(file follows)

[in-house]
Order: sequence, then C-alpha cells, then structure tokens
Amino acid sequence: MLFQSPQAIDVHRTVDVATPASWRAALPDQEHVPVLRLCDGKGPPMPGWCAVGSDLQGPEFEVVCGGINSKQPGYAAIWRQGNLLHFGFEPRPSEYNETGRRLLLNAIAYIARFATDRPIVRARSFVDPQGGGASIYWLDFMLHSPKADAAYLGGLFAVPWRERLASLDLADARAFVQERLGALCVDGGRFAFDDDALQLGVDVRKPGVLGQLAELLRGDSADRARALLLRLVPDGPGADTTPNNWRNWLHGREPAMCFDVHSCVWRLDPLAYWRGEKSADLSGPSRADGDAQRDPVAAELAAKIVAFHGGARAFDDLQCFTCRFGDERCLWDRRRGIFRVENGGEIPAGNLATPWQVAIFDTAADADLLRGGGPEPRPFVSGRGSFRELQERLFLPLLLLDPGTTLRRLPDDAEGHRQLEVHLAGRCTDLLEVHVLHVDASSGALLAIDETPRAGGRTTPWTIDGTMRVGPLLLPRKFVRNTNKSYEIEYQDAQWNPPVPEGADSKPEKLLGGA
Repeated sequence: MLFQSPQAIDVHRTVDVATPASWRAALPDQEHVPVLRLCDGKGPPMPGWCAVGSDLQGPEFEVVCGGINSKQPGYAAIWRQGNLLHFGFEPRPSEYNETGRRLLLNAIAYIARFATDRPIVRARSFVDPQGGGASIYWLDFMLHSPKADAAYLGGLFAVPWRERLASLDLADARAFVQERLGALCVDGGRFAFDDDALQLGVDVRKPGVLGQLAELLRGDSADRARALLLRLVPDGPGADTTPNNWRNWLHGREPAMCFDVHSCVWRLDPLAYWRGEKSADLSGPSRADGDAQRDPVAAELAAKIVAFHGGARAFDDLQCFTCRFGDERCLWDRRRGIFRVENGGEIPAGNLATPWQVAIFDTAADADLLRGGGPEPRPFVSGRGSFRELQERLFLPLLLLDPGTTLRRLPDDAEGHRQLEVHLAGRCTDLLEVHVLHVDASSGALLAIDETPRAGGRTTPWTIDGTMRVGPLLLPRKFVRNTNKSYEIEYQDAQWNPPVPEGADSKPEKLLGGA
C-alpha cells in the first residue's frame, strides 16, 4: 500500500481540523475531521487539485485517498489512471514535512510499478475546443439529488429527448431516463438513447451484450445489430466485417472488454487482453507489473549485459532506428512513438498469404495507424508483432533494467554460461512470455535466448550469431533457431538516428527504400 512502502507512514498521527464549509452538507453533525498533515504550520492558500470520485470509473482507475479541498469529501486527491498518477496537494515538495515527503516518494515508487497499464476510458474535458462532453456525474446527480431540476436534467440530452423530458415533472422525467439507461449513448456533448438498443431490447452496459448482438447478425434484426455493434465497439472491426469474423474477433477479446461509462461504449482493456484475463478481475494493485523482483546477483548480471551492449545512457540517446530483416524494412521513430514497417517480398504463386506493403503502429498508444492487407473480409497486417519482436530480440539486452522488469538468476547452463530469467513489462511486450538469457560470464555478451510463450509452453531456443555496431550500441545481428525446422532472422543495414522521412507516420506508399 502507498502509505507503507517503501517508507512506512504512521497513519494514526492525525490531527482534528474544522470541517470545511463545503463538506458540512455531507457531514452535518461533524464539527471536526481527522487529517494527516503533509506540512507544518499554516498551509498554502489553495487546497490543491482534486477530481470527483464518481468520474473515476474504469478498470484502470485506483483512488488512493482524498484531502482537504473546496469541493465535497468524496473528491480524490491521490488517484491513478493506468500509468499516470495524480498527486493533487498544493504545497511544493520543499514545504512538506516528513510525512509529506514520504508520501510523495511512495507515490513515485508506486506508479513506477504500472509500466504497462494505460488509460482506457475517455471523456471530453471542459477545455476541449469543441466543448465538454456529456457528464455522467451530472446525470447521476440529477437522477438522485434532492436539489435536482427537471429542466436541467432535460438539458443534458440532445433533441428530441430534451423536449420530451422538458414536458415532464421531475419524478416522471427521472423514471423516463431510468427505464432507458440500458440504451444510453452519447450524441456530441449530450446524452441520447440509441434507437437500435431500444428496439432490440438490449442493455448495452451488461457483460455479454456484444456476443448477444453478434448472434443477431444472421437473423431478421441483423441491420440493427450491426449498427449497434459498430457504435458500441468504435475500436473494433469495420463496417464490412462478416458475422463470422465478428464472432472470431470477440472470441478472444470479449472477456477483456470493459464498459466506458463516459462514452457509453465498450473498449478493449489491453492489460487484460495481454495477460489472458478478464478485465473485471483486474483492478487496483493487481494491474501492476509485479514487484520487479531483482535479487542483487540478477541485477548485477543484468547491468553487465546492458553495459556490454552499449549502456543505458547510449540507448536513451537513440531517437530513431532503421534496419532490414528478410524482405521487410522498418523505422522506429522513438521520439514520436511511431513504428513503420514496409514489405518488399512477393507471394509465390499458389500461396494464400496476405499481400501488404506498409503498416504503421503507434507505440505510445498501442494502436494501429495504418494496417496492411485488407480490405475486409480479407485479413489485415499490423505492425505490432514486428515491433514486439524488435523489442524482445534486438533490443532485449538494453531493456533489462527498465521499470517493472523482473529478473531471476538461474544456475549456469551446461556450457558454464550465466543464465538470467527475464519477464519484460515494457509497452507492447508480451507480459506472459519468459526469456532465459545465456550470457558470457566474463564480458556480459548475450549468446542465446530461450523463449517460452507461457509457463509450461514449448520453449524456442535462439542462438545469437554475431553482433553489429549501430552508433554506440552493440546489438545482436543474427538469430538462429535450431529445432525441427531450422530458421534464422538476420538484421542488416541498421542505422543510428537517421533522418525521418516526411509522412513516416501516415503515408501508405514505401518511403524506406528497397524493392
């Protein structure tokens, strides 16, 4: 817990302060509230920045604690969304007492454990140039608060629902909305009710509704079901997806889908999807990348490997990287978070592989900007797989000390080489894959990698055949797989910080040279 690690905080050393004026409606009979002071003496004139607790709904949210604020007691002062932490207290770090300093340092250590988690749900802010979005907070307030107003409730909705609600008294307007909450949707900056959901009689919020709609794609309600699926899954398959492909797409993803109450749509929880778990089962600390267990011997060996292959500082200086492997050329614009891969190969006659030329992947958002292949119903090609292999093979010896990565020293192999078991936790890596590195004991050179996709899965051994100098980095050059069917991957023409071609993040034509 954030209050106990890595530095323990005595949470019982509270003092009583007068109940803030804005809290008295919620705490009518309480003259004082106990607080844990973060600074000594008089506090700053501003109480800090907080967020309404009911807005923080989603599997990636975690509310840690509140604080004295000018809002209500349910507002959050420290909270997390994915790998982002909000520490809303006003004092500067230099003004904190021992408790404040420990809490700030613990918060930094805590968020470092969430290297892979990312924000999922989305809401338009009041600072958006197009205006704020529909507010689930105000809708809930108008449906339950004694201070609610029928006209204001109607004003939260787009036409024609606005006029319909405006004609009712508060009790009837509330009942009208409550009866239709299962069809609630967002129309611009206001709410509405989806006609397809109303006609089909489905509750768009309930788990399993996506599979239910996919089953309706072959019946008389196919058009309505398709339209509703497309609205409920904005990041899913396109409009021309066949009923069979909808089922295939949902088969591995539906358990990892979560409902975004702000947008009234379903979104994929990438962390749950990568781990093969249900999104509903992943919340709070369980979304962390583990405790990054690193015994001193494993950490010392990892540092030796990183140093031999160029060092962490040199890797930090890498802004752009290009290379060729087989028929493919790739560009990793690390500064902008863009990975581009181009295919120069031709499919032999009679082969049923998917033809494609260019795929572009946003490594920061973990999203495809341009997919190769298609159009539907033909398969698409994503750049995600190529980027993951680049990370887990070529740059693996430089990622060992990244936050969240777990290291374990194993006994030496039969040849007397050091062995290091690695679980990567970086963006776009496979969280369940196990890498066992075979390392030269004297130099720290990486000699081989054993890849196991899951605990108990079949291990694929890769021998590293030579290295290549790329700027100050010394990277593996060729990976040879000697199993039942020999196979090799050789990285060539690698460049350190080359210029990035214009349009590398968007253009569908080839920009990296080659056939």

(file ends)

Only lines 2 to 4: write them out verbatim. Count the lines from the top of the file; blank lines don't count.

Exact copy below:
Order: sequence, then C-alpha cells, then structure tokens
Amino acid sequence: MLFQSPQAIDVHRTVDVATPASWRAALPDQEHVPVLRLCDGKGPPMPGWCAVGSDLQGPEFEVVCGGINSKQPGYAAIWRQGNLLHFGFEPRPSEYNETGRRLLLNAIAYIARFATDRPIVRARSFVDPQGGGASIYWLDFMLHSPKADAAYLGGLFAVPWRERLASLDLADARAFVQERLGALCVDGGRFAFDDDALQLGVDVRKPGVLGQLAELLRGDSADRARALLLRLVPDGPGADTTPNNWRNWLHGREPAMCFDVHSCVWRLDPLAYWRGEKSADLSGPSRADGDAQRDPVAAELAAKIVAFHGGARAFDDLQCFTCRFGDERCLWDRRRGIFRVENGGEIPAGNLATPWQVAIFDTAADADLLRGGGPEPRPFVSGRGSFRELQERLFLPLLLLDPGTTLRRLPDDAEGHRQLEVHLAGRCTDLLEVHVLHVDASSGALLAIDETPRAGGRTTPWTIDGTMRVGPLLLPRKFVRNTNKSYEIEYQDAQWNPPVPEGADSKPEKLLGGA
Repeated sequence: MLFQSPQAIDVHRTVDVATPASWRAALPDQEHVPVLRLCDGKGPPMPGWCAVGSDLQGPEFEVVCGGINSKQPGYAAIWRQGNLLHFGFEPRPSEYNETGRRLLLNAIAYIARFATDRPIVRARSFVDPQGGGASIYWLDFMLHSPKADAAYLGGLFAVPWRERLASLDLADARAFVQERLGALCVDGGRFAFDDDALQLGVDVRKPGVLGQLAELLRGDSADRARALLLRLVPDGPGADTTPNNWRNWLHGREPAMCFDVHSCVWRLDPLAYWRGEKSADLSGPSRADGDAQRDPVAAELAAKIVAFHGGARAFDDLQCFTCRFGDERCLWDRRRGIFRVENGGEIPAGNLATPWQVAIFDTAADADLLRGGGPEPRPFVSGRGSFRELQERLFLPLLLLDPGTTLRRLPDDAEGHRQLEVHLAGRCTDLLEVHVLHVDASSGALLAIDETPRAGGRTTPWTIDGTMRVGPLLLPRKFVRNTNKSYEIEYQDAQWNPPVPEGADSKPEKLLGGA